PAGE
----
Artists’ lives are seldom easy, but the reality they face in Japan can be particularly daunting.
Government or social support is practically unheard of, and simply finding a space to show work can present a financial nightmare. With Tokyo’s most coveted gallery spaces commanding astronomical weekly rental fees, most artists end up putting in endless hours at part-time jobs just to afford the opportunity to exhibit their work.
Art enthusiast Kazuko Aso thought this situation was absurd, and became determined to do something about it. Born in Tokyo, Aso fondly remembers the weekends she spent exploring the galleries of Ginza with her father, an avid collector of oil paintings.
In 2005, Aso’s son introduced her to Aki Fueda, who had been struggling to continue her craft after graduating from the Tokyo Geidai oil-painting department in 2001. Fueda described how she and her friends rarely had the opportunity to show, and when they did they chose modest venues that they could afford in the suburbs, far from the fierce foot traffic and deep pockets of the midtown crowd.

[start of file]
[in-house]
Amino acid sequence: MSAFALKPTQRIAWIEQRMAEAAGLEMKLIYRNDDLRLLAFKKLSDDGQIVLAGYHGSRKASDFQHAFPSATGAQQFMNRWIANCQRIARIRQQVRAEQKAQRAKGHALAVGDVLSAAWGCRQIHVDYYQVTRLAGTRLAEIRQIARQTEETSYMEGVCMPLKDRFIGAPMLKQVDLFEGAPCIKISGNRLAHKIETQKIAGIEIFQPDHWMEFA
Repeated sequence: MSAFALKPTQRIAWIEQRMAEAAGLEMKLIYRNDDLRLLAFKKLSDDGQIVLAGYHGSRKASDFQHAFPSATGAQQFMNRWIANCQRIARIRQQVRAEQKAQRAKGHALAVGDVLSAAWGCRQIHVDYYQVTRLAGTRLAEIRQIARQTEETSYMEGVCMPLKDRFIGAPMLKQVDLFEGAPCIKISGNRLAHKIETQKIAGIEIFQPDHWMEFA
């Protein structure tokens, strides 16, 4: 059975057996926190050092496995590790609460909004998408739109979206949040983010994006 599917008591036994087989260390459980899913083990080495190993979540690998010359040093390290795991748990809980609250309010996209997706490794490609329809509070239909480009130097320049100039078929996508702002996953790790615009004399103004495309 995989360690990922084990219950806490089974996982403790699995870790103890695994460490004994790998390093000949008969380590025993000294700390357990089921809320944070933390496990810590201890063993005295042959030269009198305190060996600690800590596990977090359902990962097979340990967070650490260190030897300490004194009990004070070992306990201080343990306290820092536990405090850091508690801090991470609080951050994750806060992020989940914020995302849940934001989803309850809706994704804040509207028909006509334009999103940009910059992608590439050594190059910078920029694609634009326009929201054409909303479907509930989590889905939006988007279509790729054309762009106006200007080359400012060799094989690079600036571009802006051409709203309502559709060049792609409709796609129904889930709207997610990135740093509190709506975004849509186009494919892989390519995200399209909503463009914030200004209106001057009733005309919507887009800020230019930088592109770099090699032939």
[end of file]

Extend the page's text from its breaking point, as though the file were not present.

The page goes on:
“Artists everywhere have a hard time (making a living), but this is especially true for Japanese young people because the government support in Japan is very small,” said Aso in a recent interview with The Japan Times. “So I started looking for a space that would offer artists a place to show for free.”
That simple idea sparked the DanDans project, a Tokyo artist collective that has produced three group shows since its inception in 2005. Aso began by asking who might be able to help provide a space. A friend who owned a tailor shop a stone’s throw from some of Ginza’s most famous galleries offered his store.
Never having curated an art show before, Aso enlisted the help of Christine Vendredi-Auzaneau, a fine arts PhD living in Japan as a fellow from the Getty Museum. With a team in place, all they needed was a body of work.
Fueda gathered about 40 artists who transformed the shop into a gallery. This first exhibition was such a hit that when the artists asked Aso to produce another show, she couldn’t refuse. DanDans — a combination of the Japanese character dan, meaning “group,” and the French word dans, meaning “in” — became a long-term project.